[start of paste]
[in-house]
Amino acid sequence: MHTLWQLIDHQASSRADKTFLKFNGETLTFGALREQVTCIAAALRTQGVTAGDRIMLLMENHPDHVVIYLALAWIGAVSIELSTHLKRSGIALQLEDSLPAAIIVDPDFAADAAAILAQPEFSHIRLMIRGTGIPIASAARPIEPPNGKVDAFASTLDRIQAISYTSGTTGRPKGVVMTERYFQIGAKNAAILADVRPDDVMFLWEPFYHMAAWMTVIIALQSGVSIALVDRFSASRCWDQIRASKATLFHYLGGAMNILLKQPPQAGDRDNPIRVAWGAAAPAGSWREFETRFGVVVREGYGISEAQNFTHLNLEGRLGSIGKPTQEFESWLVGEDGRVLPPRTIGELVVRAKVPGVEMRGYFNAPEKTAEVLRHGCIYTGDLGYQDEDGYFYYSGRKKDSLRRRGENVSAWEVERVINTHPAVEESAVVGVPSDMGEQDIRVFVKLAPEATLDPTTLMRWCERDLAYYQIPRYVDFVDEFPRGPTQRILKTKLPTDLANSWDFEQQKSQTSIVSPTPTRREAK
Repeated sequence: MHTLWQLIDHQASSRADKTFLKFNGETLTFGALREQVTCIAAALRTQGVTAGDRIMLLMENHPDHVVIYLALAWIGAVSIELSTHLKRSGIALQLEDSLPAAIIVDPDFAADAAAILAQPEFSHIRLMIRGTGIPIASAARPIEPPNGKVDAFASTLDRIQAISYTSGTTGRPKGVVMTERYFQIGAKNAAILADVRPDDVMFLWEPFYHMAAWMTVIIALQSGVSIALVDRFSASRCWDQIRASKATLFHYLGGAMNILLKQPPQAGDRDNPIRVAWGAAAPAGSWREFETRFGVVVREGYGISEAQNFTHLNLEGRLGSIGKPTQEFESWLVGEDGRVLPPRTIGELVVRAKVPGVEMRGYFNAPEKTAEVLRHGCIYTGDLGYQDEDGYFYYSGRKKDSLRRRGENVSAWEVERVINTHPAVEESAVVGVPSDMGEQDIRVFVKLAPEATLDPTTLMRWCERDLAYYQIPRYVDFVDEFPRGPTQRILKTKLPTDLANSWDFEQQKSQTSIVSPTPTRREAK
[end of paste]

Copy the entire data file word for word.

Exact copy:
[in-house]
Amino acid sequence: MHTLWQLIDHQASSRADKTFLKFNGETLTFGALREQVTCIAAALRTQGVTAGDRIMLLMENHPDHVVIYLALAWIGAVSIELSTHLKRSGIALQLEDSLPAAIIVDPDFAADAAAILAQPEFSHIRLMIRGTGIPIASAARPIEPPNGKVDAFASTLDRIQAISYTSGTTGRPKGVVMTERYFQIGAKNAAILADVRPDDVMFLWEPFYHMAAWMTVIIALQSGVSIALVDRFSASRCWDQIRASKATLFHYLGGAMNILLKQPPQAGDRDNPIRVAWGAAAPAGSWREFETRFGVVVREGYGISEAQNFTHLNLEGRLGSIGKPTQEFESWLVGEDGRVLPPRTIGELVVRAKVPGVEMRGYFNAPEKTAEVLRHGCIYTGDLGYQDEDGYFYYSGRKKDSLRRRGENVSAWEVERVINTHPAVEESAVVGVPSDMGEQDIRVFVKLAPEATLDPTTLMRWCERDLAYYQIPRYVDFVDEFPRGPTQRILKTKLPTDLANSWDFEQQKSQTSIVSPTPTRREAK
Repeated sequence: MHTLWQLIDHQASSRADKTFLKFNGETLTFGALREQVTCIAAALRTQGVTAGDRIMLLMENHPDHVVIYLALAWIGAVSIELSTHLKRSGIALQLEDSLPAAIIVDPDFAADAAAILAQPEFSHIRLMIRGTGIPIASAARPIEPPNGKVDAFASTLDRIQAISYTSGTTGRPKGVVMTERYFQIGAKNAAILADVRPDDVMFLWEPFYHMAAWMTVIIALQSGVSIALVDRFSASRCWDQIRASKATLFHYLGGAMNILLKQPPQAGDRDNPIRVAWGAAAPAGSWREFETRFGVVVREGYGISEAQNFTHLNLEGRLGSIGKPTQEFESWLVGEDGRVLPPRTIGELVVRAKVPGVEMRGYFNAPEKTAEVLRHGCIYTGDLGYQDEDGYFYYSGRKKDSLRRRGENVSAWEVERVINTHPAVEESAVVGVPSDMGEQDIRVFVKLAPEATLDPTTLMRWCERDLAYYQIPRYVDFVDEFPRGPTQRILKTKLPTDLANSWDFEQQKSQTSIVSPTPTRREAK